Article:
PITTSBURGH – Zach Auguste used some of the boxing moves he learned at Peter Welch’s Gym last summer in South Boston to help knock Northeastern out of the NCAA Tournament on Thursday.
The Massachusetts native, a junior forward at Notre Dame, scored 25 points in the 69-65 win over the 14th-seeded Huskies, 1 off his career high. He opened the scoring for the third-seeded Irish on a pair of free throws, and closed it with two more. In between, he went 10 for 14 from the floor, mostly a collection of dunks and lay-ins that allowed Notre Dame to hold off the pesky Huskies and advance to a third-round game against Butler on Saturday at the Consol Energy Center.
Auguste and the Irish are expecting another tough fight from the in-state Bulldogs. Perhaps those boxing sessions will pay off once again.
“Agility, footwork, there’s a lot of mental focus in it,” Auguste said on Friday, explaining how he benefited from the time spent at the gym. “It helped me with my conditioning, as well. We’d work out in the gym, then hit the pads. It was conditioning and boxing.”
Auguste said he’d make two or three trips per week to the gym with Wayne Selden Jr. of Roxbury — who scored 6 points for Kansas on Friday in the Jayhawks’ win — and former Harvard player Kyle Casey. It was part of a busy Boston summer for Auguste, who was born in Cambridge, moved to Framingham, and settled in Marlborough. That’s where he played his high school ball for the first three years, before transferring to the New Hampton School in New Hampshire. But he still considers Boston home, and remains a passionate fan of the local professional sports teams.
There were also local workouts last summer with Selden, Casey, and Boston College guard Olivier Hanlan, plus pick-up games with an assortment of players who play for area college teams. Included in that group was Scott Eatherton, the Northeastern senior who went against Auguste for much of Thursday’s game, scoring 18 points.
“We played pick-up over the summer a bunch of times, I was pretty confident going in. I knew a lot about his game, and I suppose he knew a lot about mine. We just wanted to go head-to-head,” Auguste said.
It was arguably Auguste’s best game of the season, and came at the most crucial time. It gave the Irish their first NCAA Tournament win since 2011. Another on Saturday would send them to the Sweet 16 for the first time in 12 years.
Notre Dame has go-to seniors in Jerian Grant and Arlington native Pat Connaughton. But the Irish might not be 30-5 — or the ACC champions, or ranked eighth in the country, or be a No. 3 seed — if not for the 6-foot-10-inch, 240-pound Auguste. He’s increased his scoring from 6.7 points per game last season to 12.8, and is shooting a career-best 61.2 percent from the floor.
“I felt there was no way we would get to this point without him being a key guy,” said Notre Dame coach Mike Brey. “He’s even exceeded where I thought he would be, so I’m really pleased with him. And really pleased that he’ll come back next year as a main guy.”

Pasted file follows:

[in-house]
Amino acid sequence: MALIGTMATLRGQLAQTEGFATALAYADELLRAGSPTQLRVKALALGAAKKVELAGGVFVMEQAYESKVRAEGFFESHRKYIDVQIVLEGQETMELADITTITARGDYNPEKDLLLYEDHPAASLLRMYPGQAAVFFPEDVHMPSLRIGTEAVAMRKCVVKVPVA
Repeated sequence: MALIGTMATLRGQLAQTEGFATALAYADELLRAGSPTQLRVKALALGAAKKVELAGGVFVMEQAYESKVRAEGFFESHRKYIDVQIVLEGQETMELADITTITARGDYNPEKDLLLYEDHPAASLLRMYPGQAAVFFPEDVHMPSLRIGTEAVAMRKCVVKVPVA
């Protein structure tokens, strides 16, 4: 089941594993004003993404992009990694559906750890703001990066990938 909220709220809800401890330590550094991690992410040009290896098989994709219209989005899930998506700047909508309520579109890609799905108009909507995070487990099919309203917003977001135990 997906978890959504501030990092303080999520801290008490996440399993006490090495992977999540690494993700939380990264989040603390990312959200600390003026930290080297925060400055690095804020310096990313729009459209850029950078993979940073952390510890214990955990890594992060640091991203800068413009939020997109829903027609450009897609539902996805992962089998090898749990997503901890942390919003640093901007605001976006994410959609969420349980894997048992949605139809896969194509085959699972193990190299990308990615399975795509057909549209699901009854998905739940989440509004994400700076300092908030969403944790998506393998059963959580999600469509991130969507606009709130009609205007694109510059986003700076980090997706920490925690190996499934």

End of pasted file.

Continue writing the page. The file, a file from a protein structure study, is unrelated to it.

Auguste’s playing time was limited his first two seasons as he sat behind established big men such as Jack Cooley and Garrick Sherman. Now he’s sharing the frontcourt with yet another Massachusetts product, Bonzie Colson of New Bedford. Colson, a freshman averaging 5.8 points per game, wasn’t surprised with his teammate’s performance against Northeastern. He sees it often in practice.
“When he’s in that rhythm, scoring like that, defending like that, blocking shots, making tough plays, it’s tough to not give him the ball,” Colson said. “He’s been patient, he’s made big plays when we’ve needed them most. [Thursday] he showed that, making big free throws when we needed them.”
Auguste started the season on a tear, scoring in double figures in each of Notre Dame’s first six games. He had a career-high 26 points against Florida State, but ACC play produced uneven individual results: He had 4 points against Virginia, and was held scoreless at Duke. The Irish lost both games.
On Thursday, he looked like the player who scorched the Seminoles, and continued a solid run of recent play: Auguste is averaging 15.8 points over his past five games, which includes the ACC tournament, won by Notre Dame.
‘It helped me with my conditioning, as well. We’d work out in the gym, then hit the pads. It was conditioning and boxing.’Zach Auguste, Notre Dame forward, on his offseason training at a South Boston boxing gym
“I thought that was a real coming-out party for him at our place right before Christmas,” Brey said, referencing the Florida State game. “And then like any player, a little bit up and down through the ACC season. But starting in Greensboro and through [Thursday], I just think he’s playing at such a high level, he’s very confident, and his teammates, boy, they find him. He’s a big, big target when we ball screen and have him roll.”
Another key element to Auguste’s improved play this season, Brey said, has been his ability to control his emotions better. That comes, as it often does, with college kids maturing. But to illustrate how far Auguste has come, Brey recalled one specific moment in practice last season, when Auguste perhaps gave a preview of the boxing skills that would eventually benefit him as a basketball player.
“He was a guy who could really swing emotionally, even in a practice,” Brey said. “He punched the [basket support] in a practice his sophomore year because he was mad and he broke his hand. That was kind of Zach back in his younger days.
“He’s controlled that better. He’s been able to recover from mistakes better.”Michael Whitmer can be reached at email@example.com. Follow him on Twitter @GlobeWhitmer.